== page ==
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The Montreal label Effendi has been operating for nearly a decade, founded by the bassist and composer Alain Bédard and singer Carole Therrien. During May and June, it became the focus of a very successful Monday night Québec Jazz New York sequence at Dizzy's Club. The second of these four shows featured flutist François Richard with his Nouvel Orchestra. Their eponymously named disc employs a central concept of horns set beside a string section, Richard's flute joined by Yannick Rieu's saxophones and Jocelyn Veilleux' French horn, sweeping over the top of a piano-bass-drums rhythm division. A sophisticated tonal coloration is the main compositional result, with a defined Francophone feel that suggests an imaginary movie soundtrack for some lost '60s Parisian caper. The horns are lightly pointillistic in their themes, outgoing, ebullient and refreshingly optimistic in their drive. Even when soloing, they come across as a democratic part of the entire sonic confection. This unlikely horn section makes its stippling remarks, performing a courtship dance with the six-piece string wing. An easy-going breeziness pervades, though its disadvantage is a cumulative sense of sameness as the disc progresses. It's the last two tracks that make a departure, with "Écarlate" breaking up into semi-improvised abstraction and "Vitres De Son" introducing a slightly mordant feel, the strings exploring a somewhat darker zone.
The Dizzy's series had a running theme of collaboration with New York players. This was a winning move throughout, with violinist Mark Feldman stepping into an honorary soloing role with the Richard Orchestra. As is often the case, a live performance exaggerated certain aspects of the album, intensifying some of the contrasts. Feldman rejected the amplification employed by the rest of the strings, but his citrusy acoustic tones were perfectly captured by a traditionally-placed microphone and his showcase solos drew open smiles of pleasure from the regular section-colleagues, as well as strong applause from the crowd. Richard's flute solos were imbued with a deliberately soft flutter, forming another contrast, this time with the controlled burring of saxophonist Alexandre Côte, who provided a welcome degree of friction to the ensemble. The highly propulsive qualities of Richard's music were more in evidence live, when set beside the pleasant free- wheeling of the album.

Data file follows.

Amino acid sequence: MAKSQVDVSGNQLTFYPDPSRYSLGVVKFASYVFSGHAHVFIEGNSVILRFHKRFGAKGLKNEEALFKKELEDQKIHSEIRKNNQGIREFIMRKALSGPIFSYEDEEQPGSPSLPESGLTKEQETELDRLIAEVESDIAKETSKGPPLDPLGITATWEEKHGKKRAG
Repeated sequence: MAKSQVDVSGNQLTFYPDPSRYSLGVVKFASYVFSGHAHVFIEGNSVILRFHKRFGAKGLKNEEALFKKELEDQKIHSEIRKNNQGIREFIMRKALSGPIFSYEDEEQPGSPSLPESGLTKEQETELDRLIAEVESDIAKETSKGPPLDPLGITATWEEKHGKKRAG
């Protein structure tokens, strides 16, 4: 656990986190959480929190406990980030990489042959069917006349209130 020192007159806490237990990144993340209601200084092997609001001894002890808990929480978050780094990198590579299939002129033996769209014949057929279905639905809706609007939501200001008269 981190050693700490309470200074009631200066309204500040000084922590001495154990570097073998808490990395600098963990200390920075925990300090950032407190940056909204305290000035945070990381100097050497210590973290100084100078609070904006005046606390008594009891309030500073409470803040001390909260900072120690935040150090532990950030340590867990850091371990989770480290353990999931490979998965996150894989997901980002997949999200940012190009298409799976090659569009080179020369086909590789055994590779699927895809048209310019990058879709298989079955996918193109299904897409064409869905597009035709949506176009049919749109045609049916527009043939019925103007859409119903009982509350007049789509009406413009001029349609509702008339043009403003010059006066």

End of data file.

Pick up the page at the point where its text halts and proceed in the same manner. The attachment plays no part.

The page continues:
A fortnight later, label head Bédard himself brought out his Auguste Quintette, playing to another packed house at Dizzy's. His Sphere Reflexion album is ostensibly inspired by the music of Monk, but in its often bluesy sleaziness it's equally redolent of Mingus in its compositional stance. Well, 'sleazy' is going too far, but there is a slurred, zig-zagging jauntiness to the proceedings, slightly tipsy rather than completely hammered. For example, "Marée Basse" has a slogging, reeling emphasis to its theme that lends a kind of urbane wildness, forceful but with sensitive tonal interplay between the reeds of Michel Côte and Frank Lozano. Bédard favors a taut twang to his strings, giving his solos a robust snap. "Motel Carole" has a stalking, dramatic undercurrent, with Pierre Tanguay's ride cymbal suspending time, while Bédard walks purposefully.
The axis was subtly shifted during the live show, with a guesting Ted Nash taking on the Côte role. Nash tended to be a more forceful soloist, unbalancing the equality of the horns. This was no bad thing, but it lessened the tonal colorations of the album's themes, pushing Nash into a featured role. Somehow, this made for a more mainline jazz experience, dismantling some of the intricacies of the compositions. Bédard, too, made an impressive stand during several bass solos, increasing his presence in the onstage environment.
Tracks and Personnel
Tracks: Z; La Nuit; Ataraxie; Valse de la Pluie; Poète Céleste; Les Voleurs; Planètes en Rang d'Oignons; Rencontre des Civilisations Perdues; Sand Castle; The Road; Constellation Inconnue; Écarlate; Vitres de Son.
Personnel: François Richard: flute, alto flute; Yannick Rieu: tenor & soprano saxophones; Jocelyn Veilleux: french horn; Stéphane Allard: violon solo; Mélanie Bélair: violon; Zoé Dumais: violon; Jean René: viola; Ligia Paquin: viola; Sheila Hannigan: cello; Geoff Lapp: piano; Guy Boisvert: doublebass; Michel Lambert: drums.
Tracks: Tara Bisoti; Evol; Cyclique; O Comme H2O; Marée Basse; Mait Bozebu; Motel Carole; Mémoire; Dos Ã€ Dos; En Tyty.
Personnel: Michel Côté: alto saxophone; Frank Lozano: tenor saxophone & soprano, bass clarinet; Alexandre Grogg: piano; Alain Bédard: acoustic bass; Pierre Tanguay: drums.